She ended up being very close to passing.
If you’ve ever thought about skipping an exam (and people sometimes ask me whether they should keep going or take the next one), consider how the exam will give you an actual experience of “taking the bar” and at the least will be a mock exam that gives you scores to work with.
💬 “I had indeed failed – but with a scaled written score of 1341, and a scaled MBE of 1389. This meant that had I not given up, I probably would have passed the first time around! Huge life lesson – never give up on something just because you think you might not make it. Give it your absolute best shot, regardless of what your mind tries to tell you – and it will probably work!”
To put the above scores in context, passing California requires an average scaled score of 1390. So a rule of thumb is to be above 1390 in both the written and MBE sides to be on track to pass the exam.
She basically passed the MBE and was very close to passing the written portion as well! Her approach of examining every question she did, wrong and right, paid off.
Being 50 points away from passing the written portion may seem like a significant gap, but it actually isn’t. If your written score is in the low/mid 1300s, you’re MUCH closer to passing than you might think.
Attempt 2: Trusting herself
The failure was a motivation experience for Ceren. It showed how close she was to passing.
💬 “So, I started studying again. This time I trusted myself. I knew I had it in me, and hit my lowest scoring subjects – Civ Pro, Crim Law and Evidence. I tried to understand not the rules but the intricate details and exceptions. Magicsheets are GREAT for these small hacks that will help you score amazingly well!”
Bar takers who fail by a few points may sometimes lament over it (so close!). But it shows that they do have what it takes if they keep doing what they’ve been doing and turn that rounding error in their favor. Once you know you can do it, it simply becomes a matter of time.
As for essays, she focused on being able to recite and explain the subjects.
💬 “I started writing essays really late again (I know, how did I not learn from my mistakes!) but this time I had studied differently – I could write basically write the outline of each subject, which helped immensely with essays.”
That was her general approach the second time around. She was able to put the rules into her own words.
💬 “Instead of trying to take notes while watching videos to understand/memorize black letter law which I did the first time around, I watched what I could/read what I needed (outlines and Basick’s books) and then tried to summarize rules in one or two sentences.”
Hint: Understanding what you’re trying to memorize is one way to make it stick.
💬 “Writing the rules in my own words instead of trying to memorize them made the concepts stick. Memorizing didn’t sit well, but translating the rules into my own words (even if English is not my native language) helped a lot. When you really understand the logic behind a rule, it’s hard to forget it, even months after the exam!”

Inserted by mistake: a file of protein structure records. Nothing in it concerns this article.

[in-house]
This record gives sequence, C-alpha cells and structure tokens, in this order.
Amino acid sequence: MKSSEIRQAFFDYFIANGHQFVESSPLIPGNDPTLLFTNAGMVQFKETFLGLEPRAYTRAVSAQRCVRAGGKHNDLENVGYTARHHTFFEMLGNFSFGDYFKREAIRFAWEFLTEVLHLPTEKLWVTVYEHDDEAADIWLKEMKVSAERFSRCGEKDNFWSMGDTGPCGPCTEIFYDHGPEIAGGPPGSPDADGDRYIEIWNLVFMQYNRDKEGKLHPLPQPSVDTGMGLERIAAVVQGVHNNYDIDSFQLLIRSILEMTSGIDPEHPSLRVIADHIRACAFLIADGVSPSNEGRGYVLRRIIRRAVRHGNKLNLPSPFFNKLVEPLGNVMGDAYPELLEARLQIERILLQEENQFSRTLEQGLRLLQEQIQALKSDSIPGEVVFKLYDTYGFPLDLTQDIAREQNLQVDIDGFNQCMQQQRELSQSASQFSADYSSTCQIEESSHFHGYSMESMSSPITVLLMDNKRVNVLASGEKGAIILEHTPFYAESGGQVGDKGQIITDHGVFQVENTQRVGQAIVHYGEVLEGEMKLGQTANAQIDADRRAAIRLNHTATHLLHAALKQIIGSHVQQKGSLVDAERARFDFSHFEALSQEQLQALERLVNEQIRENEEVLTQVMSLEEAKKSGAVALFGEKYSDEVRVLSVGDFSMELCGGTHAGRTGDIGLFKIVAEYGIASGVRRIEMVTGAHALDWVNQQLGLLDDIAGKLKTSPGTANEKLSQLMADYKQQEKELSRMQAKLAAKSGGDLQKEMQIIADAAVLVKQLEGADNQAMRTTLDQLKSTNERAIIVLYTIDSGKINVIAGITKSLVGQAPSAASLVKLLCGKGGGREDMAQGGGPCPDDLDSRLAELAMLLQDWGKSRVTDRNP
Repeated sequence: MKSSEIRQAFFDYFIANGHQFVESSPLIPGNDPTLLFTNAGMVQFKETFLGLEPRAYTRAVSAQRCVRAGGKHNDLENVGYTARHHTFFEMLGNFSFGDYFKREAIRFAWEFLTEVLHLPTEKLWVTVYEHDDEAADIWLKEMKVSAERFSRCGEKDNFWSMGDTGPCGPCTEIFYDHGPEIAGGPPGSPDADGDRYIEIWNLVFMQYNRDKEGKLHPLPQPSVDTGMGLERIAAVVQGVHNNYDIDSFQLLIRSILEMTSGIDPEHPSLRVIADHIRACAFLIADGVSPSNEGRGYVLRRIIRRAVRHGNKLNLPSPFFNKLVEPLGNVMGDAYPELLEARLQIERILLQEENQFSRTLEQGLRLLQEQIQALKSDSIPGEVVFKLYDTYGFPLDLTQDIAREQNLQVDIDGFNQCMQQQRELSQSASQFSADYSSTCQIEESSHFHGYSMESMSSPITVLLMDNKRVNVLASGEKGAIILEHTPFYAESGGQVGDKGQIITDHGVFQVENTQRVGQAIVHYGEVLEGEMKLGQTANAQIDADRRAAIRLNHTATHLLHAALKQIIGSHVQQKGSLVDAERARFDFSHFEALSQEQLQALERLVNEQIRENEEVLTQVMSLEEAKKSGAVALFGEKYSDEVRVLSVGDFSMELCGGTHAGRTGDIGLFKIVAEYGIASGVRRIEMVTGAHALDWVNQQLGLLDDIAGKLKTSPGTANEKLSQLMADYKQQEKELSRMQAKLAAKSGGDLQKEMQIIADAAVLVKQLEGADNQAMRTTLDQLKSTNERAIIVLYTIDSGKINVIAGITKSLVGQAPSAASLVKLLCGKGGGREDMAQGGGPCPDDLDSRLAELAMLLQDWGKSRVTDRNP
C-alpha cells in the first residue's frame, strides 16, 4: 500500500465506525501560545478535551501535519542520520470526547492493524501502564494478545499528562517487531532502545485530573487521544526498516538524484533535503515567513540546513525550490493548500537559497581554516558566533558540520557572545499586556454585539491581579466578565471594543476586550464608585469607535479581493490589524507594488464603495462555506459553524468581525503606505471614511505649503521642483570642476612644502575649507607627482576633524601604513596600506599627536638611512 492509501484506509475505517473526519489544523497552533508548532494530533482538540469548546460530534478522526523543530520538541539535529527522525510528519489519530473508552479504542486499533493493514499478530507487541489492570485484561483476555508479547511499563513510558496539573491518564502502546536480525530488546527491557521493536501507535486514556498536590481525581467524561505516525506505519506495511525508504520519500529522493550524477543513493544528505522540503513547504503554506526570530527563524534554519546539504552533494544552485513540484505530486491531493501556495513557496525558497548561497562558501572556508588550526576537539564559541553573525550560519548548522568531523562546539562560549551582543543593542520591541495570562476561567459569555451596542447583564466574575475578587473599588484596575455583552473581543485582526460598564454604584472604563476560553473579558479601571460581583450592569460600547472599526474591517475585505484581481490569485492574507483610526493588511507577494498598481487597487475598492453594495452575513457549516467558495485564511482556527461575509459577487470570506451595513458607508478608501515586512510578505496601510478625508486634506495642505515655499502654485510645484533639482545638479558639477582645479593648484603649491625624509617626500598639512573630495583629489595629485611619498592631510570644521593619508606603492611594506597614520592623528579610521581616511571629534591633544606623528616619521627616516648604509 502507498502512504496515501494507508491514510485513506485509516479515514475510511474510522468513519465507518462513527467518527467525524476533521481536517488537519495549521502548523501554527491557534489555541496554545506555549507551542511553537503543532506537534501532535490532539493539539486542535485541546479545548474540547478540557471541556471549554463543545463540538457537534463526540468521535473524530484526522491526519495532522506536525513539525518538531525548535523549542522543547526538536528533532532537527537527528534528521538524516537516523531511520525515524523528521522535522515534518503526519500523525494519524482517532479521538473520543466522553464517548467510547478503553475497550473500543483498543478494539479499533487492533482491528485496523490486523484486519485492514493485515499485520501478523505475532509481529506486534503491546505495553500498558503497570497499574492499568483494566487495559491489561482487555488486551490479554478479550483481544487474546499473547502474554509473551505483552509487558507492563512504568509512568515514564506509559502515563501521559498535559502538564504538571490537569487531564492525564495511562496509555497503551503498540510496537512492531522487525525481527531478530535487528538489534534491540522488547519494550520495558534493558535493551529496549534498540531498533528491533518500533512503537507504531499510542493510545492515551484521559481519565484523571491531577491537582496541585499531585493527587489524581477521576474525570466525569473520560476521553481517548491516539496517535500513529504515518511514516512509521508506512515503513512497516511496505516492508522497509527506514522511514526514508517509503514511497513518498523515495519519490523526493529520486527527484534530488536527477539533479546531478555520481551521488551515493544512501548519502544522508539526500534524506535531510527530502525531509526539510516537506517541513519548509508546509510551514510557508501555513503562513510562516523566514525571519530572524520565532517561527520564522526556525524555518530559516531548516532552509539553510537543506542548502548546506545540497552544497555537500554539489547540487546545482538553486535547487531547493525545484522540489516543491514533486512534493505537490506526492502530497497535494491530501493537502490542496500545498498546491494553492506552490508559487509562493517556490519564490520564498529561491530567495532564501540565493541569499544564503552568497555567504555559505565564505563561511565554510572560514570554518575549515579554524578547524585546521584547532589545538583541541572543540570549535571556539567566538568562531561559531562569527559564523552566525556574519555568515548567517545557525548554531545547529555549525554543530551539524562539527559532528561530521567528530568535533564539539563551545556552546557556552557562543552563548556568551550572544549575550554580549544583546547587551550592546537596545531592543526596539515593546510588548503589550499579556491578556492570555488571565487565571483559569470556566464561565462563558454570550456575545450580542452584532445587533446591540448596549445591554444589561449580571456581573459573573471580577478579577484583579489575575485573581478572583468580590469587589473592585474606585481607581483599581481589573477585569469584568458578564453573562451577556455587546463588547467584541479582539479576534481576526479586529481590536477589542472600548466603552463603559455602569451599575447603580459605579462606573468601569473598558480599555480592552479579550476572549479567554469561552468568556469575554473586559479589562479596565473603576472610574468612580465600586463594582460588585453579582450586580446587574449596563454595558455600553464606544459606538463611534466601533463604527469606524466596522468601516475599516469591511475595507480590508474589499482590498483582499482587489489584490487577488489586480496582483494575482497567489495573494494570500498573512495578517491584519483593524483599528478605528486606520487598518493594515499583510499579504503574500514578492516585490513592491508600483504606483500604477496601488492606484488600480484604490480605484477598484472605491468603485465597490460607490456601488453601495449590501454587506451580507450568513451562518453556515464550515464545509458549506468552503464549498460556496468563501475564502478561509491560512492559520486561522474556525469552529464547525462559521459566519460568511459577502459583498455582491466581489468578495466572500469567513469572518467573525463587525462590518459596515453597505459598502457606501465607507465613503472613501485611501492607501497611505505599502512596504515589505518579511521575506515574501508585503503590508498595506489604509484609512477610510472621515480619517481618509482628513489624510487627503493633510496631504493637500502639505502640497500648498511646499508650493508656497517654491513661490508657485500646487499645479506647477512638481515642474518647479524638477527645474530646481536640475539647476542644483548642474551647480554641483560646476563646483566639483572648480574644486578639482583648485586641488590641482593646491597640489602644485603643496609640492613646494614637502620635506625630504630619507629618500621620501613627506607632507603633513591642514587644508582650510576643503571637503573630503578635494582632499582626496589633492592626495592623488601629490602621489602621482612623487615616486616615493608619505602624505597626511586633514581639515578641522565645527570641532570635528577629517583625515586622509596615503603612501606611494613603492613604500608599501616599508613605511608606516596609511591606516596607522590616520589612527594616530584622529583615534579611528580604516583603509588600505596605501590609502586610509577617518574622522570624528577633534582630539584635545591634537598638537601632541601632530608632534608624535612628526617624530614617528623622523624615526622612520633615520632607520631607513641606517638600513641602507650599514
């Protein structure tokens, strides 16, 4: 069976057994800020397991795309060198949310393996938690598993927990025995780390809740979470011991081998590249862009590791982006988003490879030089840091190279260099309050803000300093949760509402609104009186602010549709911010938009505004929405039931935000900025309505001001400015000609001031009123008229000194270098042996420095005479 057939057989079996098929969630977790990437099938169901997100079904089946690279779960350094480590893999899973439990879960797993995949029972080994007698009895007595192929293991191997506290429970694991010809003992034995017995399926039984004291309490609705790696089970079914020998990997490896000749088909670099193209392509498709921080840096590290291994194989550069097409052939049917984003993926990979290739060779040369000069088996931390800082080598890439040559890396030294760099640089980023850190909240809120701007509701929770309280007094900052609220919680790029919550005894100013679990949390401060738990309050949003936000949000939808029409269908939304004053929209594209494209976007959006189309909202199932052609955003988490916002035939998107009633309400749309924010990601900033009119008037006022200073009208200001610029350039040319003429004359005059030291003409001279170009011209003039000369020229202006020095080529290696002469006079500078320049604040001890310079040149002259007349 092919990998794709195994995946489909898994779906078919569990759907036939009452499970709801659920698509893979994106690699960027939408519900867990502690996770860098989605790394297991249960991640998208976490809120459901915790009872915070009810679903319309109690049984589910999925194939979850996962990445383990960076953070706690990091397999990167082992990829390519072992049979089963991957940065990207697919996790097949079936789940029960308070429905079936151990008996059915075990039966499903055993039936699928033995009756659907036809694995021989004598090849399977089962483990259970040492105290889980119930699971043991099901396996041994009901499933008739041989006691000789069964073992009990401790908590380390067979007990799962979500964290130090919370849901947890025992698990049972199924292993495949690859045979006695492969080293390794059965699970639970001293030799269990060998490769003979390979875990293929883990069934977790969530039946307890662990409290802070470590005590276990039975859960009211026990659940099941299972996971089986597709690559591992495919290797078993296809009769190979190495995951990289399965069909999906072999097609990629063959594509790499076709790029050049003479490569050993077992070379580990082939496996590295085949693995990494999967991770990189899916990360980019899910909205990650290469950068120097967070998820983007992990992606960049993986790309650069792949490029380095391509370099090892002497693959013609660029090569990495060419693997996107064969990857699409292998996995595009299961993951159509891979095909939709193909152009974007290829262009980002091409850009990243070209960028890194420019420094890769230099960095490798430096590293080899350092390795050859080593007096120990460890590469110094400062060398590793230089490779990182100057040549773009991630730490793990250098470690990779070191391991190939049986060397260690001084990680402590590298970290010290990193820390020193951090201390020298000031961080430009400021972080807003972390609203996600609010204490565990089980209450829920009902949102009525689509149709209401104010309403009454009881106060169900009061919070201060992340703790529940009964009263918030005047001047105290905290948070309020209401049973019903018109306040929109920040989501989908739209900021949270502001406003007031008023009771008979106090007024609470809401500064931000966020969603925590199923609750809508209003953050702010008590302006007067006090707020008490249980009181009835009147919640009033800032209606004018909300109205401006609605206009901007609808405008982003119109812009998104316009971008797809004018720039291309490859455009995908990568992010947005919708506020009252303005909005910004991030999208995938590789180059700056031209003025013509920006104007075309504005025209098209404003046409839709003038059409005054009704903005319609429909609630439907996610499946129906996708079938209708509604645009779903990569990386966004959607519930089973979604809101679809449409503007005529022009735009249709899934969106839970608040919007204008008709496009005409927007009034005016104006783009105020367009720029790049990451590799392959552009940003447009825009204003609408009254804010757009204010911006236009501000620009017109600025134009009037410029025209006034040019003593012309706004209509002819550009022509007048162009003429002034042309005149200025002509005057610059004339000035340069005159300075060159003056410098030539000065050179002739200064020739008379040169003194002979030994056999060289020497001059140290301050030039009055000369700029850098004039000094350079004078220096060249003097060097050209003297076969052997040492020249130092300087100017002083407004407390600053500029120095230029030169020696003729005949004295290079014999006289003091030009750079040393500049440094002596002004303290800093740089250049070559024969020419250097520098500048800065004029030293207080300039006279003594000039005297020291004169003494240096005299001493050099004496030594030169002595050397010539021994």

She also prioritized some subjects over others. If you have to focus on some subjects over others, take the Tripod Approach (MBE, PR, PT).
💬 “I also hedged bets; I didn’t focus too much on Wills & Trusts for example, reading it on my flight from New York to San Francisco where I took the bar.”
As a long-time attorney, one advantage she had was being comfortable with performance tests out of the gate. Here’s how she did PTs:
💬 “I’d lie if I said I worked a lot on PTs. I got an almost passing score in my first round; although I didn’t have enough time for one whole question (out of three). Even missing a whole question I got an ok score because I approached it like a work task: (i) Understand the question and follow the instructions to a T, (ii) Remind yourself that it is ok if the answer isn’t perfect, it just needs to be fully done (use your time correctly to complete the task – don’t do what I did the first time around), and finally (iii) use short and clear sentences.”
You don’t need to be perfect
Notice the approaches that Ceren took…
She didn’t “complete the course.”
She didn’t take pristine lecture notes. In fact, she didn’t take notes and simply studied the material directly with the help of other supplements. “Other” as in the prep course itself is a supplement—don’t forget that the course is merely another supplement that supports your self-learning.
She didn’t just memorize words on a page. She aimed to understand the material.
She didn’t work on PTs a lot or answer every question. (Well, she earned this privilege, but at least take a look at your PT performance early on to see where you’re at.)
You don’t need to be a tryhard. You don’t need to be perfect. You just need to pass.
💬 “I’m sure there are great brains who write PTs perfectly, but I was an ok exam taker and the three pronged approach above [regarding PTs] helped me pass. And passing is good enough!”
How? Do what helps you learn.
Great job, Ceren!
Where can you let go of perfectionism in your preparation process?